Cultural Center of the Philippines President Arsenio Lizaso said PPO’s upcoming performance at the Batasang Pambansa is a milestone for the orchestra as this will be their first to play at such prestigious event.
“Ito po ang kauna-unahan sa SONA, first time kami dito at ito ay magandang pagkakataon sa Philharmonic at Cultural Center of the Philippines,” Lizaso said.
“Chance na ito for us to be able to play for the senators, congressmen, guests and for the President,” he added.
On Wednesday, Lizaso conducted an ocular visit at the lobby of the House of Representatives in Quezon City to check the audio and placement for the performance of the 65-member PPO.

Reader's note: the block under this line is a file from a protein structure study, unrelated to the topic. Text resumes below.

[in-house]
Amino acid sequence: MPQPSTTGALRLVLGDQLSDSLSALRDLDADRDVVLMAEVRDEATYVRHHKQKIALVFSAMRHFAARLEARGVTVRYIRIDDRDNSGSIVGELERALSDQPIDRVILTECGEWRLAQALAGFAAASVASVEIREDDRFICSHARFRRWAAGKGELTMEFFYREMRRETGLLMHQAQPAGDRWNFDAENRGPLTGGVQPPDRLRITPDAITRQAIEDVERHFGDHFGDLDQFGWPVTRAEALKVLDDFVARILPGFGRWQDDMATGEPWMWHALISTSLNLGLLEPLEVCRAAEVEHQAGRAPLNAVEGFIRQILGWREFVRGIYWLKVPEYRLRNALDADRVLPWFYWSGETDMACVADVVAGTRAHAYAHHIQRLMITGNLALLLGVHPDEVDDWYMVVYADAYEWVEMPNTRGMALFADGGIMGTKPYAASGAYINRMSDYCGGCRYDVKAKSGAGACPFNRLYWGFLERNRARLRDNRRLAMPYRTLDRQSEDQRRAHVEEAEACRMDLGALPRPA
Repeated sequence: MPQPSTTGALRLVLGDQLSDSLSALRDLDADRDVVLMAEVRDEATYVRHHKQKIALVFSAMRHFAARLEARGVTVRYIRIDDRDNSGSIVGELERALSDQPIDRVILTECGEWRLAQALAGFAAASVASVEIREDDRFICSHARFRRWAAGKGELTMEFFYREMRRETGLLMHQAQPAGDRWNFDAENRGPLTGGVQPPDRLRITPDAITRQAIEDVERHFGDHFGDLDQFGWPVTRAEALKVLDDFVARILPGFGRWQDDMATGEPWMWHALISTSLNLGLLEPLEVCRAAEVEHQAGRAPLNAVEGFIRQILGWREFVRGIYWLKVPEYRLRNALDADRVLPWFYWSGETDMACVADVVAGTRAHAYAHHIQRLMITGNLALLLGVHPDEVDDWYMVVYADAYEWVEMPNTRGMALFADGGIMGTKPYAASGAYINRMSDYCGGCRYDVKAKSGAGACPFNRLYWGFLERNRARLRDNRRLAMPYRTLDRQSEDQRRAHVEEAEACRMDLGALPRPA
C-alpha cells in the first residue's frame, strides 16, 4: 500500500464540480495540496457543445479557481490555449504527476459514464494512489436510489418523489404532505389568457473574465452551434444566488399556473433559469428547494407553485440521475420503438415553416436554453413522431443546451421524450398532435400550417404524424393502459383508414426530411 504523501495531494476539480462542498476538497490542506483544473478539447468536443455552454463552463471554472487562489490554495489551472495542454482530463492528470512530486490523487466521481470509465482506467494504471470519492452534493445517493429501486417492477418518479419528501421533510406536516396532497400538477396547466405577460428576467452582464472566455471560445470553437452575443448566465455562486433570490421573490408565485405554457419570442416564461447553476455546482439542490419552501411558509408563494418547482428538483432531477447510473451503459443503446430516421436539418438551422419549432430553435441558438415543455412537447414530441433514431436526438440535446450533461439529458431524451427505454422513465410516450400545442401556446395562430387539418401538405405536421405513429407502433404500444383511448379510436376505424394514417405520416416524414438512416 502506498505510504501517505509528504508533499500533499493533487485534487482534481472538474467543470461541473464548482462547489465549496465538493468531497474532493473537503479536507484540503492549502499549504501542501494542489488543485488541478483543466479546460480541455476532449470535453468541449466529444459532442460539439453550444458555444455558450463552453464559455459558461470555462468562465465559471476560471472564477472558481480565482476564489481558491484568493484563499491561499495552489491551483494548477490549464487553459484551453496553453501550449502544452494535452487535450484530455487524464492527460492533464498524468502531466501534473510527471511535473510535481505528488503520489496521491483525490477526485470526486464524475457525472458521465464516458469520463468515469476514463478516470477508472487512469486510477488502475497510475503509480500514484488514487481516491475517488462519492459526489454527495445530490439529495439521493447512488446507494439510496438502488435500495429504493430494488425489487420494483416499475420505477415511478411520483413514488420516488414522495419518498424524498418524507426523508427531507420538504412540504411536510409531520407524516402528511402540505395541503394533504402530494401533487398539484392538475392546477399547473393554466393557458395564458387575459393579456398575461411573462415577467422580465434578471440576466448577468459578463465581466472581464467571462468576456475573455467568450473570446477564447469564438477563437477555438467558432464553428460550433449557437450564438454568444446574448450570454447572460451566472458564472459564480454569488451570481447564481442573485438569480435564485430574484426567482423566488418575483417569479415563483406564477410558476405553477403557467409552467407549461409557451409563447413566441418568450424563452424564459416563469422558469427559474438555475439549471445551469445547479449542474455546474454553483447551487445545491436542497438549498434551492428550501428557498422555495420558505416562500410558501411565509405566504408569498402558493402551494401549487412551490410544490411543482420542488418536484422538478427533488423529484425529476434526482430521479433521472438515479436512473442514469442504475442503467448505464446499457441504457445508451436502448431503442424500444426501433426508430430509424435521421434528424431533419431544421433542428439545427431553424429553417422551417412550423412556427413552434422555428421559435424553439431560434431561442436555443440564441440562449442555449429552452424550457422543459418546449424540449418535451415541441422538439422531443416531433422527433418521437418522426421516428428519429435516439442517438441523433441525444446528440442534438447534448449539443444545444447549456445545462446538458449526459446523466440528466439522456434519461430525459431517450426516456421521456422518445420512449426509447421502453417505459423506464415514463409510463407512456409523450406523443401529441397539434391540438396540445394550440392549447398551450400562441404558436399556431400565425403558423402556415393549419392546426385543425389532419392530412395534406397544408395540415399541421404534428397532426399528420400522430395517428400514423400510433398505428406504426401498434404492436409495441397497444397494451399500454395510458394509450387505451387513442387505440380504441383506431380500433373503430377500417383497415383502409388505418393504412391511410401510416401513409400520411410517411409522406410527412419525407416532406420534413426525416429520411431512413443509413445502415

The symphony orchestra will reportedly play the Philippine National Anthem “Lupang Hinirang,” “Pagbabago” by Freddie Agular, presidential anthem “Mabuhay,” and other Filipino compositions, as well as Duterte’s favorite song “Ikaw.”
“Nagre-rehearse kami sa Cultural Center, pagkatapos dito on the day itself,” Lizaso said.
He added that PPO’s performance, which is expected to last for three to five hours, is free of charge.
The PPO, established in 1973, has performed with many renowned conductors and is one of the leading musical ensembles in the Asia-Pacific region. (with details from Grace Casin)